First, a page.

By MARYCLAIRE DALE
A defrocked Philadelphia priest pleaded guilty Thursday to sexually abusing an altar boy in a church sacristy, days before he was to go on trial with two other priests in a landmark child sex–abuse case.
Edward Avery, 69, known for his moonlighting work as a disc jockey, pleaded guilty to involuntary deviate sexual intercourse and conspiracy to endanger the welfare of a child. He was immediately sentenced to 2½ to five years in prison.
“In the end, every human being proceeds on this earth as a flawed human being. Father Avery has made some horrible mistakes in his life,” defense lawyer John P. Donohue said at the brief hearing.
The charges stem from Avery’s abuse of an altar boy at St. Jerome’s Parish in northeast Philadelphia in 1999, when Avery was 57 and the boy 10.
Two other priests are still set to go on trial Monday. They include Monsignor William Lynn, the first U.S. church official ever charged with endangering children for allegedly failing to oust accused predators from the priesthood or report them to police.
Avery was at St. Jerome’s despite a credible 1992 complaint that led him to undergo psychological testing at an archdiocesan-run psychiatric hospital, according to a 2005 grand jury report. He was pulled from his parish, put on a so-called “health leave” and then reassigned in 1993, the report said.
“When Mass was ended, Fr. (Edward) Avery took the fifth-grader into the sacristy, turned on the music, and ordered him to perform a ‘striptease’ for him. … When they were both naked, the priest had the boy sit on his lap and kissed his neck and back, while saying to him that God loved him,” the grand jury report. Oral sex and digital penetration followed, the report said.
Avery said little Thursday and offered no apology to the victim, who was not believed to be in court.
“It’s something I have discussed and decided to do,” said Avery, who has 10 days to report to prison.
His conspiracy plea could be important in the case against Lynn, the secretary of clergy in Philadelphia from 1992 to 2004. Avery did not indicate Thursday whether he will testify against Lynn, and a gag order prevents lawyers from discussing the case. However, he agreed to a series of damaging facts about the archdiocese.
Avery agreed that Lynn and the archdiocese knew of the 1992 abuse complaint filed against him. The teen told Lynn that Avery had molested him after he helped the priest work as a DJ at a West Philadelphia nightclub.
Avery also acknowledged that he was never supervised when he later interacted with altar servers and parish children at St. Jerome’s, and that the archdiocese knew he was still working as a disc jockey, which put him around young people.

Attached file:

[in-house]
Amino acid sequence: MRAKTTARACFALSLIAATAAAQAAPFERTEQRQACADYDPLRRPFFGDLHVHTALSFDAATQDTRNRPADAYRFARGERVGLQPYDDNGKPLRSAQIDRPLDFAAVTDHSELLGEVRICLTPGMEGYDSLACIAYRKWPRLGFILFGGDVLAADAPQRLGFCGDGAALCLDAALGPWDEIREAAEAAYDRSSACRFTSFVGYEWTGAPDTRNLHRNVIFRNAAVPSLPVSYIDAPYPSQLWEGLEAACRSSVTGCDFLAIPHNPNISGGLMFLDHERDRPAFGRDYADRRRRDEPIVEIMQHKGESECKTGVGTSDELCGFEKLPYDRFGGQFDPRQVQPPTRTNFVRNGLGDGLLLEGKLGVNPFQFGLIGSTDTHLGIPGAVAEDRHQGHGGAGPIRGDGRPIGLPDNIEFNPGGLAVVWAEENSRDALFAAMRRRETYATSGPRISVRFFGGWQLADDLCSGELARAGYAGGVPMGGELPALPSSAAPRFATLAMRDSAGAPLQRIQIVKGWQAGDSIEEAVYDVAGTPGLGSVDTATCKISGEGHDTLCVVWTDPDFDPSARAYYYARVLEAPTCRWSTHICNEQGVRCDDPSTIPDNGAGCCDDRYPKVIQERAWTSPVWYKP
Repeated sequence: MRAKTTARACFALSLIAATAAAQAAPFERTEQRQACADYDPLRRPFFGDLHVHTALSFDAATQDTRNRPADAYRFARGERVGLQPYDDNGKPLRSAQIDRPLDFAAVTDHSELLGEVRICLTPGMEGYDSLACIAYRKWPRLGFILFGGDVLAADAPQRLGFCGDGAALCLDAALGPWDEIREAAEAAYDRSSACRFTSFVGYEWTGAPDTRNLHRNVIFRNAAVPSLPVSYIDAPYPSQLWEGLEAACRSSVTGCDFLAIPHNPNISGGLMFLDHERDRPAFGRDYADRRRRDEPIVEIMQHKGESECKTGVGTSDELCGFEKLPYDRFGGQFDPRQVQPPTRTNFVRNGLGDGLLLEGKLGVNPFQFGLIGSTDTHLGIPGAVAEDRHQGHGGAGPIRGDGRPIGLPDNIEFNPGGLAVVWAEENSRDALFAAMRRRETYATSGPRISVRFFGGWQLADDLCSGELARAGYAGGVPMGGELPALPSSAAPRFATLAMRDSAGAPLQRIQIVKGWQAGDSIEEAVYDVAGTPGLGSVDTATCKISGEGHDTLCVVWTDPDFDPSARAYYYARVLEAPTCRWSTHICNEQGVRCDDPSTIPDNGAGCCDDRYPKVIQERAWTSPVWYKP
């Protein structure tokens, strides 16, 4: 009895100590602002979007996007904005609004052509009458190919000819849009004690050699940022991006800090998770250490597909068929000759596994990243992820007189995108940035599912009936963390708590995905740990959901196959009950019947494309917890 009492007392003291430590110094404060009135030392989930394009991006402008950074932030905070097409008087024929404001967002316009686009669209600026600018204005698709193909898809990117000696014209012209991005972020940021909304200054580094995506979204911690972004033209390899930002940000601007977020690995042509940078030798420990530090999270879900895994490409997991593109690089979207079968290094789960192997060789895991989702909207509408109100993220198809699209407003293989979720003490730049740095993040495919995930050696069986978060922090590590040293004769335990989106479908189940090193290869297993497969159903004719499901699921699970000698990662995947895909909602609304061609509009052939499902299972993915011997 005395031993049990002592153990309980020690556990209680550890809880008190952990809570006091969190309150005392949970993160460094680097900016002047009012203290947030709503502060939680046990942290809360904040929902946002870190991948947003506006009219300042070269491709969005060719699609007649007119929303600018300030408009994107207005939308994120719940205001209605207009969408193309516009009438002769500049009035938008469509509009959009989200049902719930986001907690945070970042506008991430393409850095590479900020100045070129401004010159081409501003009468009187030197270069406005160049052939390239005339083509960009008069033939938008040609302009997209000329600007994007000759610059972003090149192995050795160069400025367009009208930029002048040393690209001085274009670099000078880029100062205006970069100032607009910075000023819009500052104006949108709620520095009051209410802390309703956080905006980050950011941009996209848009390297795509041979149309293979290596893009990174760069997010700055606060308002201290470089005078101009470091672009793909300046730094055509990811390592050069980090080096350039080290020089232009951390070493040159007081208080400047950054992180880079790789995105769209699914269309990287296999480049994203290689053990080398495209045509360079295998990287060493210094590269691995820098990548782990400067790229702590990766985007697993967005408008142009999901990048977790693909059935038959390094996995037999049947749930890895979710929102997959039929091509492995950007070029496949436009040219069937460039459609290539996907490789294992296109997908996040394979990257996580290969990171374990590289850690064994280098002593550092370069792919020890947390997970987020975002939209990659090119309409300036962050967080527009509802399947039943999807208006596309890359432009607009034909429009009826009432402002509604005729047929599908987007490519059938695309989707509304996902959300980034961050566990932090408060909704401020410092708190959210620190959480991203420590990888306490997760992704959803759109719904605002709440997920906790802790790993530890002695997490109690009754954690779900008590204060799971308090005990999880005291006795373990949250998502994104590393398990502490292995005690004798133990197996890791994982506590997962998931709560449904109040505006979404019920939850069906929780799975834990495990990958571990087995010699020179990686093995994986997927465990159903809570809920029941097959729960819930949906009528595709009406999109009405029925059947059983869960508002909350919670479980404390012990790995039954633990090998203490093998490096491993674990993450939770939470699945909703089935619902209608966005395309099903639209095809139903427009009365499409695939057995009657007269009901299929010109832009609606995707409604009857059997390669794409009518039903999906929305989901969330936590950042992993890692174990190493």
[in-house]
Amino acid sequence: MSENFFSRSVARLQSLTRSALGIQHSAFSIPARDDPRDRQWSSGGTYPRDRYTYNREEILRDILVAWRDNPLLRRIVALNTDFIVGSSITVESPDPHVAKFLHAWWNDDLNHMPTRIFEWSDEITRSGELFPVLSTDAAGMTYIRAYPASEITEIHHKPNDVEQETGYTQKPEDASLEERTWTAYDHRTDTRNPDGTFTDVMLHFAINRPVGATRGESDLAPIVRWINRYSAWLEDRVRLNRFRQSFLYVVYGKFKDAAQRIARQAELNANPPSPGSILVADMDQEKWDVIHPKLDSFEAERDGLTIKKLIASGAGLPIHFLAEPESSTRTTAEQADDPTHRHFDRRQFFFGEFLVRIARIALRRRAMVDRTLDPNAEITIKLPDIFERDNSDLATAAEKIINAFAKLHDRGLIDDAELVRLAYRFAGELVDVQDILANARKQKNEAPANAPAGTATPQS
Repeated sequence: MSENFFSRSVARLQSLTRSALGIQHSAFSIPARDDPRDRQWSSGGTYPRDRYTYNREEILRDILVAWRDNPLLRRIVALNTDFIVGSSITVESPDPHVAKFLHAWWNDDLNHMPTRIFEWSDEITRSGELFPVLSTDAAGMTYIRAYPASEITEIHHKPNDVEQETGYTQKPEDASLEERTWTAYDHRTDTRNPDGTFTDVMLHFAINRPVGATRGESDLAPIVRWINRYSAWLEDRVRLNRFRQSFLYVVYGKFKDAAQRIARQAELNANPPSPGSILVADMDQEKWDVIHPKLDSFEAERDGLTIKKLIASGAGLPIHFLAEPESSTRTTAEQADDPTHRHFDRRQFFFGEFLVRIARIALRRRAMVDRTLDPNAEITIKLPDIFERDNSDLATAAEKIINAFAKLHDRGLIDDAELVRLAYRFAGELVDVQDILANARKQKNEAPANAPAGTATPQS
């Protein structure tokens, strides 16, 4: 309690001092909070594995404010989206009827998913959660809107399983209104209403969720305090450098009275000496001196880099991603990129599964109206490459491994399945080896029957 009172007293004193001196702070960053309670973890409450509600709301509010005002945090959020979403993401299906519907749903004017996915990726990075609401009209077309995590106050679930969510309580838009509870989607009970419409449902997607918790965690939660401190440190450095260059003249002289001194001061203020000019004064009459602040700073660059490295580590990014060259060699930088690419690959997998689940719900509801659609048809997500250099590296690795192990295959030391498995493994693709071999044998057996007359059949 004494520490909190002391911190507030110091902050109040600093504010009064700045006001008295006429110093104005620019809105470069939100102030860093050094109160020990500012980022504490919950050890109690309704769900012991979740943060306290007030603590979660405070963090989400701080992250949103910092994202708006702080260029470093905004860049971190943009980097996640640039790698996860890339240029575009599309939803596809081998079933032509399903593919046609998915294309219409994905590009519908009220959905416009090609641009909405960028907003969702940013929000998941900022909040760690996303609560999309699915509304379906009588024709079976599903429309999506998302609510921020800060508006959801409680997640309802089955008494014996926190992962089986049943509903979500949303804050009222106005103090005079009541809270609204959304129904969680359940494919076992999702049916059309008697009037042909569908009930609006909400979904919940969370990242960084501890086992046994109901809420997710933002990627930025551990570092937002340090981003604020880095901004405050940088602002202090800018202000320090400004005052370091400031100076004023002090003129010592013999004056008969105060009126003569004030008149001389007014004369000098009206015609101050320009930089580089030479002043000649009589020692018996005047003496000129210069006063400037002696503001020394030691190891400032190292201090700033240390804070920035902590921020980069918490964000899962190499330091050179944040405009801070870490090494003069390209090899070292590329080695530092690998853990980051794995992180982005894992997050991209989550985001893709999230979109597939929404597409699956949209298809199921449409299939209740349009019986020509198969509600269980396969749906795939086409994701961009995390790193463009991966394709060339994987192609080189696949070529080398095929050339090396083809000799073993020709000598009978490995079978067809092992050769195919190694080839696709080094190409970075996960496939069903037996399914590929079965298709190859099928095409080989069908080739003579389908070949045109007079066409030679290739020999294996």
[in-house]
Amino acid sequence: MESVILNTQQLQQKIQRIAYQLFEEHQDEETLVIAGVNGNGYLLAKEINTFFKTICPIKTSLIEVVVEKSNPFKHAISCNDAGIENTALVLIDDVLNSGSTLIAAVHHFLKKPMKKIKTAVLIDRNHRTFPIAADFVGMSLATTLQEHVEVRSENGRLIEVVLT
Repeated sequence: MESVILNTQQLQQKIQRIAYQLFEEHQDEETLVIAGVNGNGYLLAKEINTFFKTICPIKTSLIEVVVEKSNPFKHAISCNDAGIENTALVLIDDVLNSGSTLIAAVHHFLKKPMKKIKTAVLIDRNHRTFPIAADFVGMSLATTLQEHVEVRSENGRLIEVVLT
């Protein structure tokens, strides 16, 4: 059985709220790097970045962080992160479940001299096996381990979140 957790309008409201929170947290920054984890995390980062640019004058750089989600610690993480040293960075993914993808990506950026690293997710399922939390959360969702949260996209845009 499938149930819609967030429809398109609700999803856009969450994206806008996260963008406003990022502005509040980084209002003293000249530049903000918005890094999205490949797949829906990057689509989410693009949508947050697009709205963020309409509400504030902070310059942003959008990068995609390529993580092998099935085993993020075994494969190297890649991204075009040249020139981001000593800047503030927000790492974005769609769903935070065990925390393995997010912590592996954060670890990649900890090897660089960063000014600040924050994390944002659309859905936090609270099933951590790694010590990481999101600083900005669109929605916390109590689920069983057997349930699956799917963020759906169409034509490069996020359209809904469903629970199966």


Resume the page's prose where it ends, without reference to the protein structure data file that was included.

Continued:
Lynn, 61, is charged with two counts each of conspiracy and child endangerment. He faces up to 28 years in prison if convicted. Lynn has said he was following orders from the late Cardinal Anthony Bevilacqua and other superiors. Bevilacqua died this year, but his videotaped deposition could still be used at trial.
A second accuser alleges that the Rev. James Brennan, 48, assaulted him in 1996, when the boy was 14 and Brennan was on leave from the church after telling Bevilacqua he needed to deal with his own child-sexual abuse.
Both accusers in the case have criminal records and a history of drug addiction. Defense lawyers plan to attack their motives, arguing that they are out for money or want to explain away their troubled lives. That strategy frustrates Barbara Blaine, president of the Survivors Network of those Abused by Priests.
“As someone said, you can’t expect (them) to go through hell and come out like an angel,” Blaine said.
Avery’s accuser could still be called to testify against Lynn, and would seemingly need to testify in the later trial of his two other alleged molesters, the Rev. Charles Engelhardt and former teacher Bernard Shero. They are being tried separately because neither was an archdiocesan priest reporting to Lynn.
All four remaining defendants have pleaded not guilty.
About 500 Roman Catholic priests in the U.S. have been convicted of criminal sexual abuse through either guilty pleas or verdicts, according to Terry McKiernan, the founder of That’s still a fraction of the suspected abusers in the church, he said.
“Very few have even faced criminal charges, obviously because of the archaic statute of limitations and, usually, the superb cover-up job that church officials have done for decades,” McKiernan said.
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